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MCGM plans towards sustainable, garbage-free city

What are the various programmes undertaken by MCGM in keeping the Mumbai city clean?

More than 60% of the population in Mumbai stay in slums. Lack of proper infrastructure, especially in these areas, makes it difficult to collect garbage from the narrow lanes. The MCGM (Municipal Corporation of Greater Mumbai) Slum Adoption System (SAS) has been successfully operating in garbage collection for over a decade now. The SAS consisting of selected members of the community are assigned to keep a particular area clean. One volunteer from the SAS group is appointed for every 200 houses or for every 1000 people. The volunteer in-charge of the locality propagates awareness among people and canvases various cleanliness & health schemes of the corporation through circulars. The SAS volunteers are also responsible to bring the garbage from the area to the community dust bins, which are provided by the MCGM. The Corporation has around 526 sansthans, who are paid around र3000 every month as honorarium.

Segregation at source is a major issue because of the heavy population and due to traffic congestion. Even though the MSW Act of 2000 has been enforced in 2003 but it has not yet been implemented in totality. We have implemented rules that have eliminated manual scavenging, multiple handling, close storage and proper transportation.

From April 2011, onwards MCGM has started a dry waste collection scheme, where the corporation has provided one vehicle for every municipal ward (there are 24 municipal wards). We accept participation of the NGOs, ALM (Advanced Locality Management) and the waste pickers for this scheme. Under the scheme, the waste pickers visit each society and every slum in the municipal ward to collect waste. The dry waste collected from the ward is brought to the collection centre for further segregation and from there it is sent to the recycling industry/units. With this scheme, the MCGM has brought the waste picker under the mainstream and also implement segregation of dry waste.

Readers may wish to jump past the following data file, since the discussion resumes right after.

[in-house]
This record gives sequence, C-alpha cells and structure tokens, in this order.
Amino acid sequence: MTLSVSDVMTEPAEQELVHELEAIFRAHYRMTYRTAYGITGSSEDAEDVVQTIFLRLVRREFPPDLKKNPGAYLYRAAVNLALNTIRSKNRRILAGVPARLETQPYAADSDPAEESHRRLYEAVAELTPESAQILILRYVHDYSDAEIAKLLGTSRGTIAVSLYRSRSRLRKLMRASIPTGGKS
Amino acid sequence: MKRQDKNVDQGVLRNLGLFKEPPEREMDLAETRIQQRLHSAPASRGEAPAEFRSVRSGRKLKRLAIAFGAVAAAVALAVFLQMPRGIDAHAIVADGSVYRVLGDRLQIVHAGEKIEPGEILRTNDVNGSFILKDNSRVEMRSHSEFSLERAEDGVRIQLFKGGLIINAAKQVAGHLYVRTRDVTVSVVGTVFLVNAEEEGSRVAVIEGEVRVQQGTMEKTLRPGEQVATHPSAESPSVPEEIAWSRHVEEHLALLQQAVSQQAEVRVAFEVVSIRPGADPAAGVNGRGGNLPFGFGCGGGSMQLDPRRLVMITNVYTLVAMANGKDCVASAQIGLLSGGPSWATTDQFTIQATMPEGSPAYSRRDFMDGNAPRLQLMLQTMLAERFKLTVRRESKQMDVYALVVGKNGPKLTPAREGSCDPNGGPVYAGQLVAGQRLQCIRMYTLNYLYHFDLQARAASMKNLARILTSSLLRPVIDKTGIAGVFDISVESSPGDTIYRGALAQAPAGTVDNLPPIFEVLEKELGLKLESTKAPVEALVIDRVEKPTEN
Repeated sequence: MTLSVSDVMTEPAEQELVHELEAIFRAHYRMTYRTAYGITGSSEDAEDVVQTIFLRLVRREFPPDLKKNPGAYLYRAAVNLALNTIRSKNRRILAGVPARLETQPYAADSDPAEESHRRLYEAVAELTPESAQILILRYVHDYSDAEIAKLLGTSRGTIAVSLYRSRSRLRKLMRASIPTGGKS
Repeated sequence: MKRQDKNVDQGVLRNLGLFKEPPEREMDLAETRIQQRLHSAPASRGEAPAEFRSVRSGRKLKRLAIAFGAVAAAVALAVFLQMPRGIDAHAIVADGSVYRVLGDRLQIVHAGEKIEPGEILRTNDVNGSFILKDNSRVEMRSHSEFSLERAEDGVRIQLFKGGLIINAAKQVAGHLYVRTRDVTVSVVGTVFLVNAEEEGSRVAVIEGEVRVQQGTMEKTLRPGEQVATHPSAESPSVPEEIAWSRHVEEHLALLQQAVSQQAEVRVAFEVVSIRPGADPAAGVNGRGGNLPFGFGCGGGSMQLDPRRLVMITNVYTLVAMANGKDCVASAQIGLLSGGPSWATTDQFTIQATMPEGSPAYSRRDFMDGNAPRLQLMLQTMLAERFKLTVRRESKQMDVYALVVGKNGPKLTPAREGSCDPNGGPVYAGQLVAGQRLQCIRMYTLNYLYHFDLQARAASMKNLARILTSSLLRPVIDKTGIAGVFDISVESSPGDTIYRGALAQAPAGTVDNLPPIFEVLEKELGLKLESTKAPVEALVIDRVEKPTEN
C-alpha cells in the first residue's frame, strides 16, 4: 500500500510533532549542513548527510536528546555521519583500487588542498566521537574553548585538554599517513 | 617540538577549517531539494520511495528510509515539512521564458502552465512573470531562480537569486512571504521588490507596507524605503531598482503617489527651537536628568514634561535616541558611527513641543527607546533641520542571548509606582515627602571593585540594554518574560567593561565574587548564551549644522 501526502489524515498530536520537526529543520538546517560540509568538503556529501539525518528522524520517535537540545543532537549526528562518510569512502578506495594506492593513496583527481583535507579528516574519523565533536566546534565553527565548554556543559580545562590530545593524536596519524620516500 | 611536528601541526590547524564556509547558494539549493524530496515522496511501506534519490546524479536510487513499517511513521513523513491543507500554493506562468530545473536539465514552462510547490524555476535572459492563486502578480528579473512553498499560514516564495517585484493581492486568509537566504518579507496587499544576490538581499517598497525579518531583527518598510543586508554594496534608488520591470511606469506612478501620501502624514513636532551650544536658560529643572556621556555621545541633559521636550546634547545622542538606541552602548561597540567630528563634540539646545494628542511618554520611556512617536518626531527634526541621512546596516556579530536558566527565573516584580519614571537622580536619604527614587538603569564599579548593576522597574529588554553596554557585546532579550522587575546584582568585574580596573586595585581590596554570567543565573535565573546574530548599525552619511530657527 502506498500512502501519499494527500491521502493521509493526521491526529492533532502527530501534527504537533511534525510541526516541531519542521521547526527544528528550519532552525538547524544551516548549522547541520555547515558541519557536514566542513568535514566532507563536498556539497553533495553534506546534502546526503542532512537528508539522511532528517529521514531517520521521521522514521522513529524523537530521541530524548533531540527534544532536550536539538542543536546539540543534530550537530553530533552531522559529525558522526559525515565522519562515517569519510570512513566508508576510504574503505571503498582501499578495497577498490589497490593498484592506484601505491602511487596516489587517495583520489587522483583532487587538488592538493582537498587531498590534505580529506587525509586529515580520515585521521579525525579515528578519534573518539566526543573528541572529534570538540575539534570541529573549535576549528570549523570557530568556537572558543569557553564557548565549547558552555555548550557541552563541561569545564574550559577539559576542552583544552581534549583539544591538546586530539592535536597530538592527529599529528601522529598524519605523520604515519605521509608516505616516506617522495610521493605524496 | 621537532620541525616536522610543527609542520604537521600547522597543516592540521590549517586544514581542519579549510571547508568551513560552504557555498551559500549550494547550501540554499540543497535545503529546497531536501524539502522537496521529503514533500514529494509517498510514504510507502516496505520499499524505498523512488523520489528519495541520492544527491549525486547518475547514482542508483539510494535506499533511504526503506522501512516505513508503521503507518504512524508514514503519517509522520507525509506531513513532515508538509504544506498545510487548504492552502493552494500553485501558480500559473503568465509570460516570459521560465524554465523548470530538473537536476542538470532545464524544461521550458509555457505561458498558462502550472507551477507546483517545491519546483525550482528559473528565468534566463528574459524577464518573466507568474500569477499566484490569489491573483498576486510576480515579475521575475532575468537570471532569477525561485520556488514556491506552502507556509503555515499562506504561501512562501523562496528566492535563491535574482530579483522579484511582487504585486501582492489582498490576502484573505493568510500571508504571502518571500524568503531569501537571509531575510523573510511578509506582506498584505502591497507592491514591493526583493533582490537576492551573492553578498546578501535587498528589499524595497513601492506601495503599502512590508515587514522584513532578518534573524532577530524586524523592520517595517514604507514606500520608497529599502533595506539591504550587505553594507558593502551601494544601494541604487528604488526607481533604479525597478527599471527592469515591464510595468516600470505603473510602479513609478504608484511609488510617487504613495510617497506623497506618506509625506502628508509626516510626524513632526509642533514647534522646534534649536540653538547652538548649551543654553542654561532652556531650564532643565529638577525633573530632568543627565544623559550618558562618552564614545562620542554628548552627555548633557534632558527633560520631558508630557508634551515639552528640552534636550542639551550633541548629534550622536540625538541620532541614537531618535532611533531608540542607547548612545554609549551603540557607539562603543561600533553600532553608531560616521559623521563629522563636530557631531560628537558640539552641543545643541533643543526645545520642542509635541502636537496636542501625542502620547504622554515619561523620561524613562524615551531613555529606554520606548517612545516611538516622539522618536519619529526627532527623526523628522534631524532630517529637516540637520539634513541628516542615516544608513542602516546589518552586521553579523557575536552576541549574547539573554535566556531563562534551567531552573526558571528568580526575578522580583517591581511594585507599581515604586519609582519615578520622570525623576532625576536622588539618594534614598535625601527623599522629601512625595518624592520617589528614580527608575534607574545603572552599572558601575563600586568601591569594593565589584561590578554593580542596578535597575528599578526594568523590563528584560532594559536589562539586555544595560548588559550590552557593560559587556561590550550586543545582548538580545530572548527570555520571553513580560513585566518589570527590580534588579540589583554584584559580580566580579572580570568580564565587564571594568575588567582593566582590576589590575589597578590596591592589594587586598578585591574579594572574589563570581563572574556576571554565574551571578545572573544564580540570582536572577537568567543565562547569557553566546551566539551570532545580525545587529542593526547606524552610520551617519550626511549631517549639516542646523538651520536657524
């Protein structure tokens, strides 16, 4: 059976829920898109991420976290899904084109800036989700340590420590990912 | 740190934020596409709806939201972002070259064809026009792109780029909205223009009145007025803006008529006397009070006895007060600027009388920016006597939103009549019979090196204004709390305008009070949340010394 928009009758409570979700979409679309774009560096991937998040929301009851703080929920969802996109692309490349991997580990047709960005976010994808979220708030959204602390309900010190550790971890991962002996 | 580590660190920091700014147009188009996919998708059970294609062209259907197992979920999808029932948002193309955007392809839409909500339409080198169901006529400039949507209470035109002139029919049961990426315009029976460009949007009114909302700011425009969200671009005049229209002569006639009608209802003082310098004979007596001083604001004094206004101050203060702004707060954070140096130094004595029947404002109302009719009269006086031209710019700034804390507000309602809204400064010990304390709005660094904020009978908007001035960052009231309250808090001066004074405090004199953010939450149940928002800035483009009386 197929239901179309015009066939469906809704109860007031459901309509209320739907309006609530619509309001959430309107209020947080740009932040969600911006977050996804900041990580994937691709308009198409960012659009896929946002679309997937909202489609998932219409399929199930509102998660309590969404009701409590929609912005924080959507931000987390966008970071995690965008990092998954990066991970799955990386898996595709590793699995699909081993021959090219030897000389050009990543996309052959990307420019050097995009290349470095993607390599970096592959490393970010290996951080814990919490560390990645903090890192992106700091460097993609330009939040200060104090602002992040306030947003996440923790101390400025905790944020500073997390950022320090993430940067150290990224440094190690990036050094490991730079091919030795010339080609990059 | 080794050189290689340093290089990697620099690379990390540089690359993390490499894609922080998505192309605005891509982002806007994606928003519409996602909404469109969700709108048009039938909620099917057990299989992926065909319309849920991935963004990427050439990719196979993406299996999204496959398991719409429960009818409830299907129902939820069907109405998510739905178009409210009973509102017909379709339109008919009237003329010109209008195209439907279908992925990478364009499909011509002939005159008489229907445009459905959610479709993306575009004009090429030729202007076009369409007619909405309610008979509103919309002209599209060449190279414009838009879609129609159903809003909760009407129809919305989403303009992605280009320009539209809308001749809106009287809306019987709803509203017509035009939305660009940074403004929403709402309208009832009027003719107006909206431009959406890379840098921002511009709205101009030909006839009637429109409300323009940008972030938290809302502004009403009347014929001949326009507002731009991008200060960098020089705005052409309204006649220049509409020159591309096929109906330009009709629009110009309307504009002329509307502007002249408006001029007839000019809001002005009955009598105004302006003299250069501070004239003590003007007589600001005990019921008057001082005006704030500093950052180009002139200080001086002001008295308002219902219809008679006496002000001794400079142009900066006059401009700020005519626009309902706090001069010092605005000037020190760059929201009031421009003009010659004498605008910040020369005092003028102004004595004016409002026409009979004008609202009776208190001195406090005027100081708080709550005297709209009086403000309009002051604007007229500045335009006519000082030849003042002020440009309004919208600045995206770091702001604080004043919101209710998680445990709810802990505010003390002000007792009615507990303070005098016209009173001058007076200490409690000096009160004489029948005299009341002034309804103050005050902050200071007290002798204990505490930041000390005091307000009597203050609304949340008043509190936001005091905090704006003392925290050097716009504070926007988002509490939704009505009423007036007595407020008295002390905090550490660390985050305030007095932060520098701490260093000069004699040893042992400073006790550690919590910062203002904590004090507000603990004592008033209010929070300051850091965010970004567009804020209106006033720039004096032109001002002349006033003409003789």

The waste pickers collect the wastes from the commercial area everyday, thrice in a week from the residential area and twice a week from hotels and restaurants. We have received good response from the residents as well as from the commercial units and hotels with this scheme. Apart from the waste collection programme, MCGM have a fixed schedule for manual sweeping of roads. However, we find that maintaining the road is an issue because people tend to litter and dump waste in the open.

The Corporation had also introduced the system of clean-up marshals under the cleanup Mumbai campaign. However, the Corporation had to terminate the services of the marshals due to issues related to fines. MCGM has also introduced mechanised sweeping in both Eastern and Western highways. However, the condition of the roads has to improve. This would automatically improve the quality of the road sweeping. Even the conservancy staff has to be educated on cleanliness and hygiene so that they do not spit or litter on roads. We have a separate training programme to educate and bring awareness for them. We have now made it mandatory for every shopkeeper to keep the waste basket outside their shops and the conservancy staff lift the waste everyday.

How about MCGM’s waste management programme?